The first time was when I arrived in Cambodia nearly 10 years ago. There were not yet very many good tracts, and many of the missionaries were using Gospels of John for tract distribution. As I participated, I began to inwardly question the effectiveness of what we were doing. I almost felt guilty about questioning it, because I didn’t want to suggest that God’s Word was weak or ineffective. I believe the Word of God is powerful, and it is never a bad idea to place a whole Bible, a portion of a Bible, or even one verse of the Bible into someone’s hands. There is no way that we could know what has already been going on in that person's life and how God may use His Word to speak to them. On the other hand, it seemed to me that for the vast majority of people who knew NOTHING of Christ or the Bible, we could do better than simply handing someone a “colorless, non-attractive, difficult to understand book with no pictures”. (I don’t view the Bible in this wayJ…this is how THEY viewed it).
After struggling with some mixed-emotions and praying about the correct approach, God directed me to Acts chapter 8.
Wednesday, March 3, 2010
In the past few weeks, I have read two articles in a local newspaper about firefighting woes in Cambodia. Both of these articles caught my attention because of the parallels to the missionary work in which we are engaged. Let me share a brief excerpt out of these two articles in the hopes that they will challenge you as they did me.
The article which I read today had this headline: "Not Enough Fire Trucks To Save Market From Fire". It talked about a big market fire in Kompong Thom province in which 160 of 360 market stalls were destroyed. As they interviewed officials, a major problem became obvious. Here is an excerpt from the article.
"We don't have enough fire trucks to put out a major fire," said Chhou Sam An, provincial deputy police chief, who noted that the province has only two trucks. After an hour of battling yesterday's fire, officials sent for three more trucks from far-away Siem Reap province, but the flames had been contained by the time they arrived hours later. Chan Kimseng, director of the Ministry of the Interior's Weapons Control and Firefighter Department said he was aware of the problem, but that the government simply does not have the resources to purchase fire-fighting trucks. "We don't have enough fire trucks to meet the demand," said Mr Kimseng, who noted that there are 90 trucks for the entire country of 14 million people. (The Cambodia Daily, March 3, 2010)
That's quite a number...90 fire trucks for an entire country of 14 million people! But as I considered that ratio the thought occurred to me that it is probably not much different than the ratio of Gospel-preaching missionaries to the general population in many countries around the world. There is such a tremendous need all around the world for additional laborers for the harvest. Men are dying without Christ, and there are just not "enough 'fire trucks' to meet the demand."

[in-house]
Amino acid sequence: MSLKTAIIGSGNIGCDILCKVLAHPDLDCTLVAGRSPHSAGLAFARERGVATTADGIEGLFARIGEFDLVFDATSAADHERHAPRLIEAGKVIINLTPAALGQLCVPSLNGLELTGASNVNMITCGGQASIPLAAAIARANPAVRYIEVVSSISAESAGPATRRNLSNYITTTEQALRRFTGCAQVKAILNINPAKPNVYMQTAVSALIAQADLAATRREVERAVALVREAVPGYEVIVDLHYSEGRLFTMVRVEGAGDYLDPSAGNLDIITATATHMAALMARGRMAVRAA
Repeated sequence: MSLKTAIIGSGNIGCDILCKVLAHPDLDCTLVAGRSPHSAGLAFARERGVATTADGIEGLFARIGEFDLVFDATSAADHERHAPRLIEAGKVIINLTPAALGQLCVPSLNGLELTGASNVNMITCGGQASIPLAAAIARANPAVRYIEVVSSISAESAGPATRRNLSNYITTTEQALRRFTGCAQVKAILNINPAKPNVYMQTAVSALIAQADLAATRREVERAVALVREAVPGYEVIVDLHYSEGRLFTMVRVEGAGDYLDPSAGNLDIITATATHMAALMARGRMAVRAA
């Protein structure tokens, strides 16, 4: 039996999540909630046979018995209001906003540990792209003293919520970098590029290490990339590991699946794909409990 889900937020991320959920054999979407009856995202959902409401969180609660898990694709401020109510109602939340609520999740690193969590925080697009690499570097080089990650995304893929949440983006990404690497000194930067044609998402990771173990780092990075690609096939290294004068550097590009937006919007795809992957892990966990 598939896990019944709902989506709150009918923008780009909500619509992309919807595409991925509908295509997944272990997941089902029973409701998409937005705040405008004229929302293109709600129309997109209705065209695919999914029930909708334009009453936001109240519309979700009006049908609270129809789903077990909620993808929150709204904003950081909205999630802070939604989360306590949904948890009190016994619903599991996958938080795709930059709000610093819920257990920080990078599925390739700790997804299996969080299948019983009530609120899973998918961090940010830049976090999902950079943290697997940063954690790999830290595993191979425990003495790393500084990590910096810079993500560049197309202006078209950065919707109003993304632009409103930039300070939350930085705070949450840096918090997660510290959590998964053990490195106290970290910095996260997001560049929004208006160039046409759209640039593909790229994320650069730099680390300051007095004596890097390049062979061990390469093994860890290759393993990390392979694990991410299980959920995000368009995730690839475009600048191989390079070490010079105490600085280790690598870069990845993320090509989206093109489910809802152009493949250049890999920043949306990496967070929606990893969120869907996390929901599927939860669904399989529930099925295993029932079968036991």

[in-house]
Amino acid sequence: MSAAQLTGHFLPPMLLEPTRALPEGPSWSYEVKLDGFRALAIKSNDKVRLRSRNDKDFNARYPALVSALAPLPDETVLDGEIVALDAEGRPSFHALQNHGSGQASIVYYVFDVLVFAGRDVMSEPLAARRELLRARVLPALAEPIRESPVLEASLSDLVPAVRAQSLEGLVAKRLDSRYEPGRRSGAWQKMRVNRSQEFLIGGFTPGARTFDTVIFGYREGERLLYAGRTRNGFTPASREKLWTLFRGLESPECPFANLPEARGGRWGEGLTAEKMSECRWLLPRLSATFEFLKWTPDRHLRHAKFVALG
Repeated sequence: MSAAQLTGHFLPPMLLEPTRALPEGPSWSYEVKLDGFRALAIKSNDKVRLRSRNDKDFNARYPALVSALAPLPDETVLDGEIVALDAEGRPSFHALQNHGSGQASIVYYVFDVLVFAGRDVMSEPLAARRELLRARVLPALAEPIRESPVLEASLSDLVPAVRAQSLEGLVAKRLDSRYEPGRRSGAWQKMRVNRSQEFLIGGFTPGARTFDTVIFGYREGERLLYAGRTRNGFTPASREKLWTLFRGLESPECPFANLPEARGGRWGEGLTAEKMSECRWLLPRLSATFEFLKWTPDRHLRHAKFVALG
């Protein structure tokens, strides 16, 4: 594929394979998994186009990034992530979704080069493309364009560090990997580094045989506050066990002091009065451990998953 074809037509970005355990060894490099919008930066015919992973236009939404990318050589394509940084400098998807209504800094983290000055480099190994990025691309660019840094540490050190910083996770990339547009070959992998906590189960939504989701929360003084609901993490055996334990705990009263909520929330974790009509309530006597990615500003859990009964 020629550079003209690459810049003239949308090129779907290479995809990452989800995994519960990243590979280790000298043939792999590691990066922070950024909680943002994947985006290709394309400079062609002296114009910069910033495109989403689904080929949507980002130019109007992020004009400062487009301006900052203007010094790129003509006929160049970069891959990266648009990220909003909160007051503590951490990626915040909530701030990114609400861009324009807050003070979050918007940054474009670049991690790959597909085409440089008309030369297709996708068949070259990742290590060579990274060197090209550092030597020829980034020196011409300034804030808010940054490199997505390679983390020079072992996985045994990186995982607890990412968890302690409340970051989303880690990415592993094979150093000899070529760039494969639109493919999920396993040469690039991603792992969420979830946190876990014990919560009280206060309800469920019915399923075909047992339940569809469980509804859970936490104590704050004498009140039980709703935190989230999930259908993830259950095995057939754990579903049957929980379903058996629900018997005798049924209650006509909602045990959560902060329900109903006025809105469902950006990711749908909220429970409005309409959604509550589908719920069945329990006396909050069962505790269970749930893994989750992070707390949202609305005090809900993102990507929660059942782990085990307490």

Monday, March 1, 2010
The first question that I would like to address is: Are Gospel tracts a vital tool or a waste of time? I have heard people, even former missionaries, say that Gospel tracts are just a waste of time in an illiterate country. They cite two main reasons as proof: First, it is a waste of time to pass out tracts in a country where so many people are illiterate. Second, even the people who know how to read just throw the tracts away, because they are not interested in reading about Christianity.
There is no doubt that those objections do bear some legitimacy, as I can attest to myself. But let’s consider the objections individually. Regarding the issue of literacy, let me give an illustration in order to disarm their argument. I have six children, only three of whom know how to read. That’s 50%. But today I bought a bunch of used books for my children. If we followed the logic of some, then I wasted my money since only 50% of my children are literate. But I didn’t buy the books for the ones who can’t read. I bought them for the ones who CAN! Of course, the illiterate people in Cambodia can’t read our tracts, but there are millions of people who CAN read. The tracts are for them! You may say that it is not a fair comparison, because my younger children can’t read only because they haven’t yet learned. But I can assure you that I would have purchased the books, even if I knew that the three younger children would never learn to read. Why? Because the books were for the ones who can read. I don’t understand the logic that says since some people cannot read, don’t give literature to anybody.
Their second main objection is that even the people who CAN read just throw the tracts on the ground. Again, there is some legitimacy to that concern. One of the first tract distribution efforts with which I was involved here in Cambodia was a major flop. A very high percentage of the tracts were tossed to the ground without even being opened. We analyzed and adjusted and tried again with much better success the next time. However, I believe that it is a mistake to think that just because some tracts are thrown away that it is a poor method. In the parable of the sower, there were 4 kinds of ground. How many of the 4 were good ground? That’s right, just one! So in this Bible parable about sowing the Word of God (which is exactly what one is doing when passing out Gospel tracts), a full 75% of the ground upon which the seed fell was not good ground. I don’t think that this percentage (25% good ground) is necessarily a magic formula or a threshold of receptivity that must be reached. It does, however, give us a Biblical principle to guide our efforts. That principle is that we should not be dismayed, disheartened, discouraged, or even surprised when a large percentage of the tracts we distribute get tossed aside and are never read. We are looking for the good ground, but are under no illusions that it is all good ground.